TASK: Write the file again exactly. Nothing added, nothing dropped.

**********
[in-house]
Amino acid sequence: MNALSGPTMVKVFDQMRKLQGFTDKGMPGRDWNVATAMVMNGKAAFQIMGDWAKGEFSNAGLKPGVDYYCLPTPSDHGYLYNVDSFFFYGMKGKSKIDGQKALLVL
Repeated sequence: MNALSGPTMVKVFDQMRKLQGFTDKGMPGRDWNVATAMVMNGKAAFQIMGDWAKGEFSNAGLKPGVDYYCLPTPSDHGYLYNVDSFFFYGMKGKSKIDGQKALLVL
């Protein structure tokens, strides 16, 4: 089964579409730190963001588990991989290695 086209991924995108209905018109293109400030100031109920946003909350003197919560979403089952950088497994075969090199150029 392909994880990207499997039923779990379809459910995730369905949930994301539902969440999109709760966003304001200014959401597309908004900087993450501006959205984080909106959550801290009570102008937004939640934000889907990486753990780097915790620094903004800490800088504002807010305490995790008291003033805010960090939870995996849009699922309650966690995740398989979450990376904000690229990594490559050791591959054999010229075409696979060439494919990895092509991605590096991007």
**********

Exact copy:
[in-house]
Amino acid sequence: MNALSGPTMVKVFDQMRKLQGFTDKGMPGRDWNVATAMVMNGKAAFQIMGDWAKGEFSNAGLKPGVDYYCLPTPSDHGYLYNVDSFFFYGMKGKSKIDGQKALLVL
Repeated sequence: MNALSGPTMVKVFDQMRKLQGFTDKGMPGRDWNVATAMVMNGKAAFQIMGDWAKGEFSNAGLKPGVDYYCLPTPSDHGYLYNVDSFFFYGMKGKSKIDGQKALLVL
């Protein structure tokens, strides 16, 4: 089964579409730190963001588990991989290695 086209991924995108209905018109293109400030100031109920946003909350003197919560979403089952950088497994075969090199150029 392909994880990207499997039923779990379809459910995730369905949930994301539902969440999109709760966003304001200014959401597309908004900087993450501006959205984080909106959550801290009570102008937004939640934000889907990486753990780097915790620094903004800490800088504002807010305490995790008291003033805010960090939870995996849009699922309650966690995740398989979450990376904000690229990594490559050791591959054999010229075409696979060439494919990895092509991605590096991007």